The opinion of the court was delivered by: Judge Caputo
Presently before the Court is Plaintiff Purcell Bronson's Motion for Reconsideration (Doc. 286) of the Court's Memorandum and Order (Doc. 284), dated July 11, 2007, in which the Court adopted the Report and Recommendation (Doc. 242) of Magistrate Judge J. Andrew Smyser, which granted Defendants' Motion to Dismiss (Doc. 197) and denied other motions not relevant to the current motion. Because the Court did not make a clear error or law or fact in its July 11, 2007 Memorandum and Order, Plaintiff's Motion for Reconsideration will be denied.
The facts of this case are well known to the parties and are set out in detail in the Magistrate Judge's Report and Recommendation, and reviewed in this Court's Memorandum and Order of July 11, 2007 (Doc. 284). To briefly summarize, in November 2005, Plaintiff, a state prisoner proceeding pro se, filed his complaint in this 42 U.S.C. § 1983 action along with an application to proceed in forma pauperis, which was granted (Doc. 8). On February 9, 2006, Plaintiff filed an amended complaint (Doc. 16) against a number of officials and employees of the Pennsylvania Department of Corrections and the State Correctional Institution at Camp Hill, alleging they retaliated against him for his legal activities. (Doc. 16.) On the motion of the Corrections Defendants, Plaintiff's in forma pauperis status was revoked by an Order dated May 15, 2006 (Doc. 92), and Plaintiff then paid the two hundred fifty dollar ($250.00) filing fee. (Doc. 102.)
On December 7, 2006, the Corrections Defendants moved to dismiss the case pursuant to 28 U.S.C. § 1915(e), on the grounds that Plaintiff's allegation of poverty in his in forma pauperis application was false. (Doc. 197.) In the July 11, 2007 Memorandum and Order (Doc. 284), I noted that Plaintiff had not filed a brief in opposition but that the Magistrate Judge had nonetheless conducted a full merits analysis to determine whether dismissal was appropriate. I adopted the Report and Recommendation of the Magistrate Judge (Doc. 242), granting Defendants' motion to dismiss all claims in Plaintiff's case pursuant to 28 U.S.C. § 1915(e).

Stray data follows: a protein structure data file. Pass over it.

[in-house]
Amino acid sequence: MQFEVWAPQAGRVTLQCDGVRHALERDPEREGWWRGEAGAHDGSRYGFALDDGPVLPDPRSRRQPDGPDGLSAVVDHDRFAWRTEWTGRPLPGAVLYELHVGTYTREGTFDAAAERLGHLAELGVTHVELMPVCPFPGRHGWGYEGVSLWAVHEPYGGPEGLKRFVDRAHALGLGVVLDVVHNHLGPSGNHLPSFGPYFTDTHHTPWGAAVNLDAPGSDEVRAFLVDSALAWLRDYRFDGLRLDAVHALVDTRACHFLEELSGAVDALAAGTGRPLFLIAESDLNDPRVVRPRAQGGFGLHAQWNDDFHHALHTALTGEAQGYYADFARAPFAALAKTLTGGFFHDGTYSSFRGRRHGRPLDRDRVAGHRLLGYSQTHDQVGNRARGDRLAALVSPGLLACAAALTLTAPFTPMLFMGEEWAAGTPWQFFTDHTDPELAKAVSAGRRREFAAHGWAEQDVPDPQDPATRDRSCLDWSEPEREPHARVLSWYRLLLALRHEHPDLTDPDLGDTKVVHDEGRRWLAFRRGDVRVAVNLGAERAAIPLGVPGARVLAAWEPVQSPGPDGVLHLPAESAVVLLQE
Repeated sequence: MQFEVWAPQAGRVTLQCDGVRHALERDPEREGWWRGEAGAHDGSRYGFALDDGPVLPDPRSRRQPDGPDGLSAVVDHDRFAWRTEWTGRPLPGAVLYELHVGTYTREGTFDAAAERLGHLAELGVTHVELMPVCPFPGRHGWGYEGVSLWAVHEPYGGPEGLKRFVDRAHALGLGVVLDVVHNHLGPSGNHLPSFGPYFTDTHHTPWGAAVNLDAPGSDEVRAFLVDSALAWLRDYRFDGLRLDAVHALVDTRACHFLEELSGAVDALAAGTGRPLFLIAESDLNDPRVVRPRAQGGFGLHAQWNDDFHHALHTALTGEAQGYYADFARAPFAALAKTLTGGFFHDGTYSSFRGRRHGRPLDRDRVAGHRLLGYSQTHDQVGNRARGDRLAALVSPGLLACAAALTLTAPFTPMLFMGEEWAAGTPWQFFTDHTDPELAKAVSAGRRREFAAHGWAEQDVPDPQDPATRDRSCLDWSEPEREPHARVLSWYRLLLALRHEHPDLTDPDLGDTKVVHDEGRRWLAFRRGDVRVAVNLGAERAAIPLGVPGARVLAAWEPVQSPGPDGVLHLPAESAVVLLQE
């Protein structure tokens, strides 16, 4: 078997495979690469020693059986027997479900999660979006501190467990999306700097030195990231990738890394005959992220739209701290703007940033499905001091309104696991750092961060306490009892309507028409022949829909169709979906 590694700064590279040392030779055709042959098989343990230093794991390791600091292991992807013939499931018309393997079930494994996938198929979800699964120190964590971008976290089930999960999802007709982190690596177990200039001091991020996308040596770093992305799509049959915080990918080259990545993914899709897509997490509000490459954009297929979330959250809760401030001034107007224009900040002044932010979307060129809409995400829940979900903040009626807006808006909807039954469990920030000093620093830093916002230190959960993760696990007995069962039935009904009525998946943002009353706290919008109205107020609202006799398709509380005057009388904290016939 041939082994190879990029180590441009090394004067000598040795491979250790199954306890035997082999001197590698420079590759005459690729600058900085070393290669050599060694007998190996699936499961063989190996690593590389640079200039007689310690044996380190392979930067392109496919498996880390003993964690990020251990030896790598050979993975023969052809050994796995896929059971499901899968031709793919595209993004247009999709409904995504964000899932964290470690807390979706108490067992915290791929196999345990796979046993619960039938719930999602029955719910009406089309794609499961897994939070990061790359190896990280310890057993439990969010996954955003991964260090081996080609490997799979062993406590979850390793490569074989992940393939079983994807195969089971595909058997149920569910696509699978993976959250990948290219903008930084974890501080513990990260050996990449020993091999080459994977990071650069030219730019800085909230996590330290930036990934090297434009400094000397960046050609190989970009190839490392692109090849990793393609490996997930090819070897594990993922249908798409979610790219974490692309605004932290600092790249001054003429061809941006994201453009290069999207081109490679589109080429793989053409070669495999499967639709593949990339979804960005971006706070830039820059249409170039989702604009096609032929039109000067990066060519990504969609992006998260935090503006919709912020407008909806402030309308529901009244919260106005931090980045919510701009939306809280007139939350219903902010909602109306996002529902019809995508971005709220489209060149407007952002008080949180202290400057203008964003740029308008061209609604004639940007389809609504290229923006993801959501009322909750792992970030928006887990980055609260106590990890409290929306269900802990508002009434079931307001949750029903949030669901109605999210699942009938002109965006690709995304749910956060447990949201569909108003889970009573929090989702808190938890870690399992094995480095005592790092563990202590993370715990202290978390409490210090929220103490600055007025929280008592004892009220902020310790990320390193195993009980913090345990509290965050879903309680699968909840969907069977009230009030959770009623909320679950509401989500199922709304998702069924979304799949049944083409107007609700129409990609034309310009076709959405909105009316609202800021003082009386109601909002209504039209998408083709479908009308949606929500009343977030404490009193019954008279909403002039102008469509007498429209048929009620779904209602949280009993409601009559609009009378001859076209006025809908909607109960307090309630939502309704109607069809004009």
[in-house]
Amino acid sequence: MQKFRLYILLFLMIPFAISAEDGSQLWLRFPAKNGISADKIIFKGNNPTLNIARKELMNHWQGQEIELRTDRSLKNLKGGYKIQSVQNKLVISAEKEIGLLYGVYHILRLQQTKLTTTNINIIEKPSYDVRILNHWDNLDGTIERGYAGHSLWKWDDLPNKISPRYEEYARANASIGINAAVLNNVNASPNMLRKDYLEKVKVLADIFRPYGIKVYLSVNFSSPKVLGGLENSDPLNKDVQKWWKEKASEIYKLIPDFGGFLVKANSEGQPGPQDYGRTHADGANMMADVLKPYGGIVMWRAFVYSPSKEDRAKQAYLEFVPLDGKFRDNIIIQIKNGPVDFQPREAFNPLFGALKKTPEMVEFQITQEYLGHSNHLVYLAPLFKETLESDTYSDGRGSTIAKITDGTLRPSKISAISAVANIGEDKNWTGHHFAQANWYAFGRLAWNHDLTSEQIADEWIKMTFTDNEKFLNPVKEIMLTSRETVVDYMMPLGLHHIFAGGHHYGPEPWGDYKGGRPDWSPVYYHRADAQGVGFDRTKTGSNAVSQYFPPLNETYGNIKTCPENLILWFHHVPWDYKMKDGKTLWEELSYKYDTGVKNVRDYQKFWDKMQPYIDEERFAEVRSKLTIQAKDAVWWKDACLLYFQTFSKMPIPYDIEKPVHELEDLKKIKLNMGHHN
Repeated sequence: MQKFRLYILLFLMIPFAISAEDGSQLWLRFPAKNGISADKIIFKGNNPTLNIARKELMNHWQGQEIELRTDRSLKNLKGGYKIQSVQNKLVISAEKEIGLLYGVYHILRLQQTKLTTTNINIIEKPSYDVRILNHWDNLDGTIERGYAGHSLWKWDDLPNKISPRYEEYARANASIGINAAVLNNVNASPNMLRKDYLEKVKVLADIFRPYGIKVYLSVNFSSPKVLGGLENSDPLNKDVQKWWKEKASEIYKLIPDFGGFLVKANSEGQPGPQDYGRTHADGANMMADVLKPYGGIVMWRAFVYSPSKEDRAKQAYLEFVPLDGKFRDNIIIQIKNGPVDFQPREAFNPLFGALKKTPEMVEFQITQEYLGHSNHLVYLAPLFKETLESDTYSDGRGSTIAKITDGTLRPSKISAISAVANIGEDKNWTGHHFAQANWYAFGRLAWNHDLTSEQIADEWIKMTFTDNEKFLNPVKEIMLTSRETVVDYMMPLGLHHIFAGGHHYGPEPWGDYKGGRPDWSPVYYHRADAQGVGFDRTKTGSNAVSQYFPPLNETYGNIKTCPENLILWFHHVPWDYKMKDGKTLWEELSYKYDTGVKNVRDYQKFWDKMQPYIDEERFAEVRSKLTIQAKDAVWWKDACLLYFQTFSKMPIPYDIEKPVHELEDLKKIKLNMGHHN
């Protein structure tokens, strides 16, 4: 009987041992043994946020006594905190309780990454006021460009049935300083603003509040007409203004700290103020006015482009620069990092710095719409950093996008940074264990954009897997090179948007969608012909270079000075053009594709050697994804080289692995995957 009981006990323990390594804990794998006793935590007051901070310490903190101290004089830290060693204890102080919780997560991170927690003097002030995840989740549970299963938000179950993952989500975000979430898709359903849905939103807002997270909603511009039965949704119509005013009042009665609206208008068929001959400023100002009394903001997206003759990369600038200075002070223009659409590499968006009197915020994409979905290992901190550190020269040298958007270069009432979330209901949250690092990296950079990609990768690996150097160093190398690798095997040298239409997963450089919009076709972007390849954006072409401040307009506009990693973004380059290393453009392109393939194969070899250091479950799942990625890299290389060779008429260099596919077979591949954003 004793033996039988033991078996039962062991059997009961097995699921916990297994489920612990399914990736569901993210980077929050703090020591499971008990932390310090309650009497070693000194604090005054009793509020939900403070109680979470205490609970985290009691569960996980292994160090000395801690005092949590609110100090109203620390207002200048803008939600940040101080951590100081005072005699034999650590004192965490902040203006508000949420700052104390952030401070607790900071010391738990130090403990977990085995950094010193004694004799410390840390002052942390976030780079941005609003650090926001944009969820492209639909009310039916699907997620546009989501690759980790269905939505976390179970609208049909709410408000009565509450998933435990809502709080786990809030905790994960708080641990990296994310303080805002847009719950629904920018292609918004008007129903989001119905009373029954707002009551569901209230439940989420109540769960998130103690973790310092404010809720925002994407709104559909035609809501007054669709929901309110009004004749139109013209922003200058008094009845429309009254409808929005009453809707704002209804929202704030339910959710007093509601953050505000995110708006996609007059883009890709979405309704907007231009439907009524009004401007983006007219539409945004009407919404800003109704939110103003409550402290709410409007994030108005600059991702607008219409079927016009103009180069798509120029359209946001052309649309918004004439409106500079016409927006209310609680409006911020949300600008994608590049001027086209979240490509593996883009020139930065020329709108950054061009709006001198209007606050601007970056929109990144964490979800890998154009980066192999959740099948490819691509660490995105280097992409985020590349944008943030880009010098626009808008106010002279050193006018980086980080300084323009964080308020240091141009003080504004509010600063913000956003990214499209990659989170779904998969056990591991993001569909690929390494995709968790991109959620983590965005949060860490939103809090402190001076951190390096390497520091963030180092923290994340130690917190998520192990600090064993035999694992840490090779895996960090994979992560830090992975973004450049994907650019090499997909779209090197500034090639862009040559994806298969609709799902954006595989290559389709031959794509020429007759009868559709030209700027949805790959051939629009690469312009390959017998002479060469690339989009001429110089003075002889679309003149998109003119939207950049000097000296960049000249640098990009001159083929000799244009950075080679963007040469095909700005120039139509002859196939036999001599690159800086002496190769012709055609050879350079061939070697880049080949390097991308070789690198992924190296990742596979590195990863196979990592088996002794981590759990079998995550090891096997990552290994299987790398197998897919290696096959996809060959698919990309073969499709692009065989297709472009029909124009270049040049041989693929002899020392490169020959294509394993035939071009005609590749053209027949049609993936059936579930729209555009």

Plaintiff now moves the Court to reconsider its Memorandum and Order of July 11, 2007, putting forth two (2) arguments: First, Plaintiff argues that "the Court clearly made a manifest error of fact" in that it overlooked Plaintiff's brief in opposition (Doc. 249) to Defendants' Motion to Dismiss and incorrectly concluded that Plaintiff did not oppose the motion. (Pl.'s Br. in Supp. of Mot. for Reconsideration, Doc. 287, at 1.) Second, Plaintiff argues that the Court made a clear error of law by "completely avoid[ing] addressing the issue of the timeliness of Defendants' motion to dismiss." (Id.) Plaintiff's motion is fully briefed and ripe for disposition.
A motion for reconsideration is governed by Rule 59(e) of the Federal Rules of Civil Procedure, which allows a party to move to alter or amend a judgment within ten days of entry. FED. R. CIV. P. 59(e). The purpose of a motion for reconsideration is to correct manifest errors of law or fact or to present newly discovered evidence. Harsco Corp. v. Zlotnicki, 779 F.2d 906, 909 (3d Cir. 1985). A judgment may be altered or amended if the party seeking reconsideration establishes at least one of the following grounds: "(1) an intervening change in controlling law; (2) the availability of new evidence that was not available when the court granted the motion for summary judgment; or (3) the need to correct a clear error of law or fact or to prevent manifest injustice." Max's Seafood Café, by Lou-Ann, Inc., v. Quinteros, 176 F.3d 669, 677 (3d Cir. 1999). "A motion for reconsideration is not to be used as a means to reargue matters already argued and disposed of or as an attempt to relitigate a point of disagreement between the Court and the litigant." Ogden v. Keystone Residence, 226 F. Supp. 2d 588, 606 (M.D. Pa. 2002)."[R]econsideration motions may not be used to raise new arguments or present evidence that could have been raised prior to the entry of judgment." Hill v. Tammac Corp., Civ. A. No. 05-1148, 2006 WL 529044, at *2 (M.D. Pa. Mar. 3, 2006). Lastly, the reconsideration of a judgment is an extraordinary remedy, and such motions should be granted sparingly. D'Angio v. Borough of Nescopeck, 56 F. Supp. 2d 502, 504 (M.D. Pa. 1999).